Black Sea Oil Spill Calmer Seas Allow Shipwreck Rescue Efforts

Rescue operations have begun after four ships and an oil tanker sank in a storm near the Black Sea on Sunday. At least eight men are still missing and an environmental disaster seems inevitable.


Rescue operations have begun after a storm sank at least four freighters and a small oil tanker on Sunday on the Sea of Avoz, near the Black Sea. By Monday morning the northern mouth of the Black Sea was finally calm enough for rescue helicopters to take off and begin their search.

While over 20 seamen have been rescued, Russia's Emergency Ministry reported that at least eight are still missing.

The Volganeft-139 oil tanker was at anchor off the Ukranian port of Kerch when winds of 108 km/h (67 mph) and waves reaching 5 meters (16 feet), sent it to the depths of the Kerch Strait on Sunday. Within a few hours, the tanker's 13-member crew had been rescued.

On Monday morning rescuers recovered three bodies from another shipwreck near the Tuzla Spit, a piece of land which juts out of the Russian coast toward the Ukrainian Crimea.

An environmental catastrophe seems unavoidable. Up to 1,300 metric tons of fuel oil have leaked into the Kerch Strait which passes between the Sea of Azov and the Black Sea. At least two of the other ships that sank were transporting potentially hazardous cargo, including 2,000 tons of sulphur. The third was carrying scrap metal. And a second oil tanker, while still afloat, has developed cracks in its hull.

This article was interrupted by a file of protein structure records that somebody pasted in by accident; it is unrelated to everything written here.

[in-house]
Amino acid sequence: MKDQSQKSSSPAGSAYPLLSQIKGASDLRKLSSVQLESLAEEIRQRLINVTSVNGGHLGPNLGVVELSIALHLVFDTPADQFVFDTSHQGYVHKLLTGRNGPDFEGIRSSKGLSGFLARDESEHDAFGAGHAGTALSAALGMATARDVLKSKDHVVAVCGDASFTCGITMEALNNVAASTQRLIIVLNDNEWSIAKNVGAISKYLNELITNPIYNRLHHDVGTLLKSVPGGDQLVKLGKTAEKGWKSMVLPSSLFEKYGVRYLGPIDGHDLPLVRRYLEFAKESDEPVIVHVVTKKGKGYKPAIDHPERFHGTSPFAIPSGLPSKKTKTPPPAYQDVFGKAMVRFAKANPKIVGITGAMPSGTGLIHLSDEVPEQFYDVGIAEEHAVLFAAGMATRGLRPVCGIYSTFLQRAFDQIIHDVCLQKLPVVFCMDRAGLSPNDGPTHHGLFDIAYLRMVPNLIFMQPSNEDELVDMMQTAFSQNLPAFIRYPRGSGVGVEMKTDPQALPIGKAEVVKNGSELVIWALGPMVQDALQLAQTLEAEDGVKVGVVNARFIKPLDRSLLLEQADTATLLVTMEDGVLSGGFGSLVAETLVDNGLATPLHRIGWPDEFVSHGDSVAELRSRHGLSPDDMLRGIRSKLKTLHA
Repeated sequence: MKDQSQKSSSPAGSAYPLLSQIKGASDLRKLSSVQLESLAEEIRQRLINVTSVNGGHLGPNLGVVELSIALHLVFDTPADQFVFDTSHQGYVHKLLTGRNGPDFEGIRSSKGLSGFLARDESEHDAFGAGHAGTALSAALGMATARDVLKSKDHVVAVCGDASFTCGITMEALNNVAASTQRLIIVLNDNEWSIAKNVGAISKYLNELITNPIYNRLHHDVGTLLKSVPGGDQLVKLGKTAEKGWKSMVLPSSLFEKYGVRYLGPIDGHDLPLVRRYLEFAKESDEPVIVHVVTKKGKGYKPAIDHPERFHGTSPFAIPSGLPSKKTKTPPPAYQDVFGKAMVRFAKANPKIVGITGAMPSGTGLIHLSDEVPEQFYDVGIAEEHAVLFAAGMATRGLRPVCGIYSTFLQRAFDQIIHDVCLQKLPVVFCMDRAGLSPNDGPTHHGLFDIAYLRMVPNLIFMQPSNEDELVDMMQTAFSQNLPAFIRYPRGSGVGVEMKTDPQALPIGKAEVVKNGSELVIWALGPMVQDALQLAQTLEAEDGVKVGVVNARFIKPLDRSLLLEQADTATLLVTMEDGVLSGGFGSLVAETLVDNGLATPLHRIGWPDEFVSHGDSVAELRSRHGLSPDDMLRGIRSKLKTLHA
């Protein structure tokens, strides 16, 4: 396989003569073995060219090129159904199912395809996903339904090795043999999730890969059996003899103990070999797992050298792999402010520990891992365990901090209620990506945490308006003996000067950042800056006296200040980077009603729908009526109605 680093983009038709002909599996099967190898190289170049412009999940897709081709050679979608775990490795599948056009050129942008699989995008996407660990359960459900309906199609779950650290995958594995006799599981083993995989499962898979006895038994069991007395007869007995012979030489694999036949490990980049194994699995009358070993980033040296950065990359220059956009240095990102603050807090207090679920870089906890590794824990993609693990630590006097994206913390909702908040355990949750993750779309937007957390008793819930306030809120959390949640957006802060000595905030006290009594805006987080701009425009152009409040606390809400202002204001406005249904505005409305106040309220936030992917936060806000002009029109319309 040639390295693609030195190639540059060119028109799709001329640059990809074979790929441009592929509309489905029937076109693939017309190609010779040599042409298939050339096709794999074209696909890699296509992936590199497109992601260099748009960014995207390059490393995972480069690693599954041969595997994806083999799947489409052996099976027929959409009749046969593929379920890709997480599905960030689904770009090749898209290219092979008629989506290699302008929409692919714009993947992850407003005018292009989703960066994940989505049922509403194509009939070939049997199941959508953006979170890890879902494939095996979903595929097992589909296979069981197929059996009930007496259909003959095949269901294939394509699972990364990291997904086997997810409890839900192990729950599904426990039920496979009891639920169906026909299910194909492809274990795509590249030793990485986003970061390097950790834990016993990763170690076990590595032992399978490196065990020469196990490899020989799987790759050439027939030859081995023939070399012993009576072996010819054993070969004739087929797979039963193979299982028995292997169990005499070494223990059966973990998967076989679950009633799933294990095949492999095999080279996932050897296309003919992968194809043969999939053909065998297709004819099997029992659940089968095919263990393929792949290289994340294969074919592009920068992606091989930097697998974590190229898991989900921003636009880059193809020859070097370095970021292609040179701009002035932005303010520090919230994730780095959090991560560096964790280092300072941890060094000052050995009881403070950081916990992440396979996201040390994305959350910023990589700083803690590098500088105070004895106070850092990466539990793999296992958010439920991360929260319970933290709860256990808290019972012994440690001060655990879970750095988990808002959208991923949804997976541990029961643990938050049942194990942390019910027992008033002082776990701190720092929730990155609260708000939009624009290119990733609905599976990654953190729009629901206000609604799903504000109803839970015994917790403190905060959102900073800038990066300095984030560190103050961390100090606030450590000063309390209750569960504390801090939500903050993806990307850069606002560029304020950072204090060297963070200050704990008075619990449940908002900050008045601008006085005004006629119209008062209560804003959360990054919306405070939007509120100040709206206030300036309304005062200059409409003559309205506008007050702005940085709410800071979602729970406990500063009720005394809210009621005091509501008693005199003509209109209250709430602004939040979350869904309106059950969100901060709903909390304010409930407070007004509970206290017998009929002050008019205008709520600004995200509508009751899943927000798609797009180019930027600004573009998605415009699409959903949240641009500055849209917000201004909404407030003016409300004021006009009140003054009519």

Russian environmentalist Vladimir Sivyak told the BBC that the sinking of the Volganeft-139 alone was a "very serious environmental disaster." He added that the heavy oil which has already sunk into the seabed will take years to clean up. According to a local prosecutor, the Volganeft-139 was designed in the Soviet era for transport on rivers and was not built to sustain heavy weather.

The shore near the port of Kavkaz is already showing signs of things to come. Large oil puddles are floating on the surface and birds are covered in the slick. The area lies on the migration route of red- and black-throated Siberian diver birds, traveling between central Siberia and the Black Sea.

The disaster, however, pales in comparison with the 64,000 ton oil tanker that sank off the coast of Spain in 2002, which caused extensive damage to French, Spanish and Portugese beaches in the region.

nmb/reuters

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